Paul Krugman says that there are three reasons to support more infrastructure spending. But he actually only provides two. The problematic reason is:

The second case is a bit, but only a bit, harder: we are still in or near a liquidity trap, a situation in which cutting interest rates as far as possible isn’t enough to restore full employment.

I’d guess that seems plausible to most readers, as Krugman has been advocating fiscal stimulus for years, and always citing the liquidity trap as the justification. But in fact it’s anything but clear, as Krugman himself surely knows. Krugman has consistently argued that fiscal stimulus is only justified at the zero rate bound. The fact that rates are even a tiny bit above zero completely invalidates the argument for fiscal stimulus.

Krugman confuses the issue by pointing to the fact that when rates are close to zero, the central bank might not be able to cut them enough to provide adequate stimulus for the economy. I think that’s wrong, but it doesn’t really matter what I think, because even if it is 100% correct, it has absolutely no bearing on the argument for fiscal stimulus right now, as Krugman surely understands. After all, if fiscal stimulus was enacted then the Fed would not be trying to cut rates, they’d raise them further in order to slow inflation. If interest rates are even one basis point above rock bottom (and who knows where rock bottom is these days, but it’s certainly no higher than zero) then the Fed will offset any fiscal stimulus. The only possible growth effects would then come from the supply-side effects of the stimulus—theoretically possible, but exceedingly unlikely.

You might wonder how I can be so sure that Krugman understands the weakness of his argument. Am I accusing him of being intentionally misleading? No, I’m no mind-reader. But I am able to read the “small print” he adds later, perhaps anticipating this criticism:

You might ask, but are we still in that condition, given that the Fed has started to raise rates? Well, it shouldn’t have — it shouldn’t be raising rates until it sees the whites of inflation’s eyes. And it would take only a modest shock to push us well into negative-natural-rate territory again. Put it this way: the asymmetric-risks story many of us have been using to argue against rate hikes is also a reason to consider increased public investment a valuable insurance policy, giving the economy headroom that might turn out to be crucial if anything goes wrong.

So it actually won’t help the economy, at least not with a 4.9% unemployment rate and a Fed bound and determined to raise interest rates. So how does Krugman react to this inconvenient truth? He basically says the Fed should not be raising rates. In other words, if the Fed was doing what it should, we’d be at the zero bound, and then fiscal stimulus might work. And if I had wings . . .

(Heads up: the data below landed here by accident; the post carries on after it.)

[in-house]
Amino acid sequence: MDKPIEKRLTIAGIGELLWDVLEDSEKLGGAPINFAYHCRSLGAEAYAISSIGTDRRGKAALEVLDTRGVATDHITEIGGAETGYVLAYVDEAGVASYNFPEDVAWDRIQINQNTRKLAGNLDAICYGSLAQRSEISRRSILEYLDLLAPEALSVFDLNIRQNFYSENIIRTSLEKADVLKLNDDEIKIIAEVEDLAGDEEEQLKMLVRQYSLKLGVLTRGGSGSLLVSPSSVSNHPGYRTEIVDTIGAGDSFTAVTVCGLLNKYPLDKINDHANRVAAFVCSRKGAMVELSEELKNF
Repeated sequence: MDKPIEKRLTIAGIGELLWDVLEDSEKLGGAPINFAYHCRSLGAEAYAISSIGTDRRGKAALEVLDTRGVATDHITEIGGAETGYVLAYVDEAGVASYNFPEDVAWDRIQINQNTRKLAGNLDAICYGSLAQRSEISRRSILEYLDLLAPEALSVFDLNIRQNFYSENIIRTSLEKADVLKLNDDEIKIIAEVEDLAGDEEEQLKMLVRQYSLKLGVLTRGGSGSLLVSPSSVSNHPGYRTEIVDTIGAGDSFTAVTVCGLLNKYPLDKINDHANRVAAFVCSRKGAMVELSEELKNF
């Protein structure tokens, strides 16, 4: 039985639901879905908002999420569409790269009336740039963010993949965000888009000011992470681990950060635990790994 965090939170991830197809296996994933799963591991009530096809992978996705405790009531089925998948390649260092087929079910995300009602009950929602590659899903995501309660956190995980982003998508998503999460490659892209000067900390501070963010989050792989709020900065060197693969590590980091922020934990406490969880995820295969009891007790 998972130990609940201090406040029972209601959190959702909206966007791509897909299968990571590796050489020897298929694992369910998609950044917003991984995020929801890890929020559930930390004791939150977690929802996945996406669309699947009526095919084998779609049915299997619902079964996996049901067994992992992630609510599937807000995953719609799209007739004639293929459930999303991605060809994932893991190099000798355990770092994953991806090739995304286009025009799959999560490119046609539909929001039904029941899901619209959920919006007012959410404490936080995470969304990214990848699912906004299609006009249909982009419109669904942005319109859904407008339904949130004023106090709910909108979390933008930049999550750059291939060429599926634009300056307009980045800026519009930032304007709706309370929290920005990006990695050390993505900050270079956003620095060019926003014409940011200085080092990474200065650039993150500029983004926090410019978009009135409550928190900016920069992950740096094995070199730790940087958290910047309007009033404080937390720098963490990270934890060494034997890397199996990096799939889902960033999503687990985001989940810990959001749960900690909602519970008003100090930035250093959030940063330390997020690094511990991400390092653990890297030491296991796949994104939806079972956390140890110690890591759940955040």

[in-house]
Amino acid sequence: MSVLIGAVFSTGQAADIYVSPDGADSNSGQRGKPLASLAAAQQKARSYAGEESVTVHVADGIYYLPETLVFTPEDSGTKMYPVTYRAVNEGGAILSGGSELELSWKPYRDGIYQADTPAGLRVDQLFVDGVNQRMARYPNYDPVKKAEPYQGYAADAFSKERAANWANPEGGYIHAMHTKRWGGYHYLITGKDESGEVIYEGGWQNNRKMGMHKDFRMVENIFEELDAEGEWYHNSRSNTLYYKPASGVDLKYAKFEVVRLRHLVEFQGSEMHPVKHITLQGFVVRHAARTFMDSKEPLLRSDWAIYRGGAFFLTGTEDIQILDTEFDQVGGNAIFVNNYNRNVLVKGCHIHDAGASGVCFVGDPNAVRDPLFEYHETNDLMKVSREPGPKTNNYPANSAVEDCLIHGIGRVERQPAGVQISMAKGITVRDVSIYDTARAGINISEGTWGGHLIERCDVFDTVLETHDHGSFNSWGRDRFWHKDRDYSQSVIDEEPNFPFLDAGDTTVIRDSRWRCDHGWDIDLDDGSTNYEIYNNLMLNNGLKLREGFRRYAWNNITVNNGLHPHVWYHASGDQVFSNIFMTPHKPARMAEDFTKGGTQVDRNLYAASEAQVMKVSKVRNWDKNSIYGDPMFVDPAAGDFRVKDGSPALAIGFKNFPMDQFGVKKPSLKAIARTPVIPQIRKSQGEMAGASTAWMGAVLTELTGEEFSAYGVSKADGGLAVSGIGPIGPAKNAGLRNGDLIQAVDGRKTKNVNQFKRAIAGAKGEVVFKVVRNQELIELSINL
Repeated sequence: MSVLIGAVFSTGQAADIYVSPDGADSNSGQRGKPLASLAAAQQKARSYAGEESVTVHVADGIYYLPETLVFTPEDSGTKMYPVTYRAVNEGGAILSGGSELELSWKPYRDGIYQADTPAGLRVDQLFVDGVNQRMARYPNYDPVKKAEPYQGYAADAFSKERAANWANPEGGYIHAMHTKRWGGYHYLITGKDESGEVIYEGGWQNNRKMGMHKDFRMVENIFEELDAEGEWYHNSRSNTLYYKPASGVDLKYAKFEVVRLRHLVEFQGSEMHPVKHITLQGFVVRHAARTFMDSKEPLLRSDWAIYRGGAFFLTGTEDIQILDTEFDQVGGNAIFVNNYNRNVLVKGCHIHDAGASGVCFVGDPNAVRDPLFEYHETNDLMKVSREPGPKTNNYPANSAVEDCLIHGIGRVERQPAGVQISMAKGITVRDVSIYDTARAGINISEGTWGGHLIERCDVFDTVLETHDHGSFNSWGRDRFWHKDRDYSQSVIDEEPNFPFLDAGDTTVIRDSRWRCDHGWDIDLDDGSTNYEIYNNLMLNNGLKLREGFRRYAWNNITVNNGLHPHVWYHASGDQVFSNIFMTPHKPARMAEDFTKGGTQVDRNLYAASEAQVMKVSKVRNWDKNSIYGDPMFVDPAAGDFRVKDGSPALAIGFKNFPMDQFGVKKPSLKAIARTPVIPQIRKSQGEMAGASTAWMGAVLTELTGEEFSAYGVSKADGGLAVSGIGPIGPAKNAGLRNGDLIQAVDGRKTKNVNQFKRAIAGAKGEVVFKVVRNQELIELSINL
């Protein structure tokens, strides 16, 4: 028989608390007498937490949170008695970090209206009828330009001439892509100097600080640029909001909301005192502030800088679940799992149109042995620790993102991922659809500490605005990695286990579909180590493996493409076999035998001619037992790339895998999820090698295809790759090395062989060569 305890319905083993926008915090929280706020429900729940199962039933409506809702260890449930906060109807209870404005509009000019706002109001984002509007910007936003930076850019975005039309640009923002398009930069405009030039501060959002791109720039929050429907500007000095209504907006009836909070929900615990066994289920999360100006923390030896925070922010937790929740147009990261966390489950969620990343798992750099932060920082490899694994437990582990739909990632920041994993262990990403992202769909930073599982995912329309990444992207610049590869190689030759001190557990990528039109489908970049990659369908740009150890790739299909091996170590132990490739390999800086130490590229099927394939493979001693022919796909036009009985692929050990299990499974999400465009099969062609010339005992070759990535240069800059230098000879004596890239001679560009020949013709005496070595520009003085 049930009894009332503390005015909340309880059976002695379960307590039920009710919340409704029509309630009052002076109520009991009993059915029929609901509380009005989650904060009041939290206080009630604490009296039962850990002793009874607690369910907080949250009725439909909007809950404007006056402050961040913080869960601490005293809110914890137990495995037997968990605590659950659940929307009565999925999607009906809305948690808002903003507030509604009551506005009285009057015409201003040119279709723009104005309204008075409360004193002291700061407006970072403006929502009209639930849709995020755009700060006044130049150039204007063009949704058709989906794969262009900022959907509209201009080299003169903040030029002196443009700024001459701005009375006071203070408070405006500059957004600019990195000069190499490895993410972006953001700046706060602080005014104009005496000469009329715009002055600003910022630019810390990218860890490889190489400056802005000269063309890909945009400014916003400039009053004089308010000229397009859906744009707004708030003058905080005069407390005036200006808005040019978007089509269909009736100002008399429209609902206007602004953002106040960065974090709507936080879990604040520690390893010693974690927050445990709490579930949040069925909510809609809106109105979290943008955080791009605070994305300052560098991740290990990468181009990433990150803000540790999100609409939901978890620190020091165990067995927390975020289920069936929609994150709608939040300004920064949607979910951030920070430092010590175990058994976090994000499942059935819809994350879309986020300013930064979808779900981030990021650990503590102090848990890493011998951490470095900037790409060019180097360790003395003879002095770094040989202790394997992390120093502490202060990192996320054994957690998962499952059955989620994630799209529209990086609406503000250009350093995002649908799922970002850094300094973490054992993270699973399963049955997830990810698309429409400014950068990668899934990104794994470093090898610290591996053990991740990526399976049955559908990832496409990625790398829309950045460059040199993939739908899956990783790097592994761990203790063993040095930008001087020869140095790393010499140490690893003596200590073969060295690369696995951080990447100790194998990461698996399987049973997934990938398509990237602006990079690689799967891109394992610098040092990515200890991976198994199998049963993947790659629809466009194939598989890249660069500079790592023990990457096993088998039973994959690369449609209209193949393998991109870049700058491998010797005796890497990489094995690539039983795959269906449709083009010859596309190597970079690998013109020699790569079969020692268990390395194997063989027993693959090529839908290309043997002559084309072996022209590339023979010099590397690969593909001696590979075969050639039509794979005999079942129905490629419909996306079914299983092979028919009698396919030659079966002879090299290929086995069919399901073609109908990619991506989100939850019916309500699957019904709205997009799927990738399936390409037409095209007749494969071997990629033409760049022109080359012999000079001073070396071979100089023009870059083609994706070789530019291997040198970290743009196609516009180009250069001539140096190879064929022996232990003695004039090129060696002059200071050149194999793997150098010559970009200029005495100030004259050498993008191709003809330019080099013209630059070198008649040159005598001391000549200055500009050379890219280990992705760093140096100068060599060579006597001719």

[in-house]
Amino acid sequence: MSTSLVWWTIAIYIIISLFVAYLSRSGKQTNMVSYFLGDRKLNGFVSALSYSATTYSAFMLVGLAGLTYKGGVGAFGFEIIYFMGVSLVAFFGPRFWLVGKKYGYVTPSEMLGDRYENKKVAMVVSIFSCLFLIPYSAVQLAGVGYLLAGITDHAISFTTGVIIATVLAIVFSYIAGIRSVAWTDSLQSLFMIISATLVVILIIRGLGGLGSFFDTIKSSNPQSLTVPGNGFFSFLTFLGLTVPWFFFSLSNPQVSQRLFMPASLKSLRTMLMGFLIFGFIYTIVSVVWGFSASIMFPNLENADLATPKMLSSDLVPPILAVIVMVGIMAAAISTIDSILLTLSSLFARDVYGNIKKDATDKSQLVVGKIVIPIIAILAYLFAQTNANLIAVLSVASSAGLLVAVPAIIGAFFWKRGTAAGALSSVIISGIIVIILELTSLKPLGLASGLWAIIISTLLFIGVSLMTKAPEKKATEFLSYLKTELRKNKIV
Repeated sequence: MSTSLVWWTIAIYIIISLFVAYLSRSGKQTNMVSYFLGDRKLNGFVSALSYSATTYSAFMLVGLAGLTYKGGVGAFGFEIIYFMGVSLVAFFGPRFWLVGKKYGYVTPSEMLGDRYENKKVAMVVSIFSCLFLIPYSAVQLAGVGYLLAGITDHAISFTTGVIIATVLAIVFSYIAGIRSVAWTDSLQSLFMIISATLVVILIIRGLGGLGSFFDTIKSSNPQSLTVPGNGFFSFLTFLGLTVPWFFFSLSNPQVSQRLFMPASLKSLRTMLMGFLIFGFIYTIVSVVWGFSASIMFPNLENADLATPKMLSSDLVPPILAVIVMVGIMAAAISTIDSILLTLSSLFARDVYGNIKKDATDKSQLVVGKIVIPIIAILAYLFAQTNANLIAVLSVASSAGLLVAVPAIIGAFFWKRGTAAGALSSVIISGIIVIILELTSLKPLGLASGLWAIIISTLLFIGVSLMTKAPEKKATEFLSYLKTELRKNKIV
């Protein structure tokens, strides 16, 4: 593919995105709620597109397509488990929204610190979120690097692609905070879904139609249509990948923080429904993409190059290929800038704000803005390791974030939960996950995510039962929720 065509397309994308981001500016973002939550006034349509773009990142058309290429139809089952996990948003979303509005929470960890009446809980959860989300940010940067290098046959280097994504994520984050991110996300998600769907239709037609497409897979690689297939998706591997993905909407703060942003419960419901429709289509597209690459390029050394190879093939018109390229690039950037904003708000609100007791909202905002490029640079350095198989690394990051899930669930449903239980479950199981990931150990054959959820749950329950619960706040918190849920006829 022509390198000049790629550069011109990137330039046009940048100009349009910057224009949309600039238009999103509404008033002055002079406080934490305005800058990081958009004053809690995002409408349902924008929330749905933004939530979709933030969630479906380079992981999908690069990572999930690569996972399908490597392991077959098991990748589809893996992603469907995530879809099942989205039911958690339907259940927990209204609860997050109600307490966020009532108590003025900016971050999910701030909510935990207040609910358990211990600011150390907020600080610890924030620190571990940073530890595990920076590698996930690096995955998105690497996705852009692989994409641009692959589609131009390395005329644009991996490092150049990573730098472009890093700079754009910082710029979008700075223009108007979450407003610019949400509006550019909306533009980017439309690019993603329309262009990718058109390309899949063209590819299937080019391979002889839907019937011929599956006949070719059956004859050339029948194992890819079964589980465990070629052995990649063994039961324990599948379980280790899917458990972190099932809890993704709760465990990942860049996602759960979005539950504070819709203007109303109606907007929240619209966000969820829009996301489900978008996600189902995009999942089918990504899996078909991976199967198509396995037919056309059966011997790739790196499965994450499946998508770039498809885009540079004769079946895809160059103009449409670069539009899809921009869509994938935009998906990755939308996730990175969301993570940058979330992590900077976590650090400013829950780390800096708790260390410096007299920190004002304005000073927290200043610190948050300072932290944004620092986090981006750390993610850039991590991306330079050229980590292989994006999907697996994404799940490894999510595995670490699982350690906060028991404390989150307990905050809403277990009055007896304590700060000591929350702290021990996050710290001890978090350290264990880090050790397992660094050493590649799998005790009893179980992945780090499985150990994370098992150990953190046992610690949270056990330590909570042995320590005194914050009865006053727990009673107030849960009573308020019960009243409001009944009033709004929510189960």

He also talks about an “insurance policy”. Perhaps we will again slip into recession, in which case rates would fall back to zero and fiscal stimulus might be useful.

But elsewhere he undercuts the argument for fiscal stimulus right now:

What this means, in turn, is an extended period during which conventional monetary policy can’t restore full employment; and while unconventional monetary policy can and should be tried,one thing that we know works is increased public spending. So there’s an overwhelming case for a burst of spending while we’re in the trap. That spending can be withdrawn later on without hurting employment, because once you’re out of the liquidity trap the Fed can offset the contractionary effects of a fiscal tightening by holding off on the monetary tightening it would otherwise have pursued.

This is why Keynes declared that “The boom, not the slump, is the right time for austerity.”

Krugman’s right that fiscal stimulus is most effective (if at all, which I doubt) if it’s used counter-cyclically. You can’t run big budget deficits from now until the end of time. The national debt may never be repaid, but it must at least be serviced. So you want to do stimulus during periods of high unemployment and austerity during periods of low unemployment. The unemployment rate is now 4.9%, and falling. The only thing keeping the unemployment rate from falling even faster is the Fed’s anti-inflation policy, which is expected to lead to further rate increases going forward. To say this is not the optimal time for fiscal stimulus is an understatement. It’s getting close to the worst possible time. Indeed by the time “shovel ready” infrastructure projects are ready to go, it might well be the worst possible time.

In the end, Krugman has one good argument for infrastructure—we need it. But let’s not mix in bad Keynesian arguments; even the Keynesian model says this is a horrible time for fiscal stimulus.